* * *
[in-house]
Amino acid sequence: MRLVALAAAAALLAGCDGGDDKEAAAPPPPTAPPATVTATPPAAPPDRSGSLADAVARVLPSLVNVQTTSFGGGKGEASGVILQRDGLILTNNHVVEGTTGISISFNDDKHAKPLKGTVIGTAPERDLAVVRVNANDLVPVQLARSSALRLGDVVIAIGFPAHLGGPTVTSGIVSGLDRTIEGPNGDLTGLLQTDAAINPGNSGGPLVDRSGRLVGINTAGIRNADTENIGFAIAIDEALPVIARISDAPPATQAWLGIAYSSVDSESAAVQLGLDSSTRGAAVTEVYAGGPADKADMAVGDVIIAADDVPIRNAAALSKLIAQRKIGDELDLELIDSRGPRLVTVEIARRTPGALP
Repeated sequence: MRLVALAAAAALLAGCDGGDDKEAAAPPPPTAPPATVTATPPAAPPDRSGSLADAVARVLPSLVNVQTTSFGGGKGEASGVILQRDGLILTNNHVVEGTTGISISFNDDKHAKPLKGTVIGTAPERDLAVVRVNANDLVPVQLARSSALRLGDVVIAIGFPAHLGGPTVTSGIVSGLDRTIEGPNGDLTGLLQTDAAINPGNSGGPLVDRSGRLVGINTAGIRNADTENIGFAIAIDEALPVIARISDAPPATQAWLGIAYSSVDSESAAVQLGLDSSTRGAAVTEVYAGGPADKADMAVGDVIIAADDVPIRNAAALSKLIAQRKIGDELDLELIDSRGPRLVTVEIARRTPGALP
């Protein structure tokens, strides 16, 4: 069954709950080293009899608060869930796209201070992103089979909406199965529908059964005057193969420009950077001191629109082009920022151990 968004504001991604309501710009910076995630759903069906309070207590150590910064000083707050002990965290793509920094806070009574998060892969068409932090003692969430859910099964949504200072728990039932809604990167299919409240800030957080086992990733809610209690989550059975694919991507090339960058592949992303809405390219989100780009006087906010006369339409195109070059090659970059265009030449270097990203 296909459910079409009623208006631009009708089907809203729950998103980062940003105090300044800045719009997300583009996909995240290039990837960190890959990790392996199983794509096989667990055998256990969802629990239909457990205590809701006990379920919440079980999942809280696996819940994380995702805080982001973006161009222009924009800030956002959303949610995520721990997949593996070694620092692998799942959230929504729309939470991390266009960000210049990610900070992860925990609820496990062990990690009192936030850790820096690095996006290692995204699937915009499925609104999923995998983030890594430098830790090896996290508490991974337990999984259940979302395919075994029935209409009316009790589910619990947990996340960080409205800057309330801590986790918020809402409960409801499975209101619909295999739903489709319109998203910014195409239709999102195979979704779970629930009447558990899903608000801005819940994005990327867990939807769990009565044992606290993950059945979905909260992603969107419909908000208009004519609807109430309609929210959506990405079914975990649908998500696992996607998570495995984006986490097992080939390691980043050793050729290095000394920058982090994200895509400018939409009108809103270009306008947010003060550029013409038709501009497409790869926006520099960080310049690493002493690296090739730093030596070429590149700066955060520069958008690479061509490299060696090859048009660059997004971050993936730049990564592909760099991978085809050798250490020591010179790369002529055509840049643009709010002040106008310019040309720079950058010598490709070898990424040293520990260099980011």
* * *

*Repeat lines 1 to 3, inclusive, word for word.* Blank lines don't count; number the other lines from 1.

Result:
[in-house]
Amino acid sequence: MRLVALAAAAALLAGCDGGDDKEAAAPPPPTAPPATVTATPPAAPPDRSGSLADAVARVLPSLVNVQTTSFGGGKGEASGVILQRDGLILTNNHVVEGTTGISISFNDDKHAKPLKGTVIGTAPERDLAVVRVNANDLVPVQLARSSALRLGDVVIAIGFPAHLGGPTVTSGIVSGLDRTIEGPNGDLTGLLQTDAAINPGNSGGPLVDRSGRLVGINTAGIRNADTENIGFAIAIDEALPVIARISDAPPATQAWLGIAYSSVDSESAAVQLGLDSSTRGAAVTEVYAGGPADKADMAVGDVIIAADDVPIRNAAALSKLIAQRKIGDELDLELIDSRGPRLVTVEIARRTPGALP
Repeated sequence: MRLVALAAAAALLAGCDGGDDKEAAAPPPPTAPPATVTATPPAAPPDRSGSLADAVARVLPSLVNVQTTSFGGGKGEASGVILQRDGLILTNNHVVEGTTGISISFNDDKHAKPLKGTVIGTAPERDLAVVRVNANDLVPVQLARSSALRLGDVVIAIGFPAHLGGPTVTSGIVSGLDRTIEGPNGDLTGLLQTDAAINPGNSGGPLVDRSGRLVGINTAGIRNADTENIGFAIAIDEALPVIARISDAPPATQAWLGIAYSSVDSESAAVQLGLDSSTRGAAVTEVYAGGPADKADMAVGDVIIAADDVPIRNAAALSKLIAQRKIGDELDLELIDSRGPRLVTVEIARRTPGALP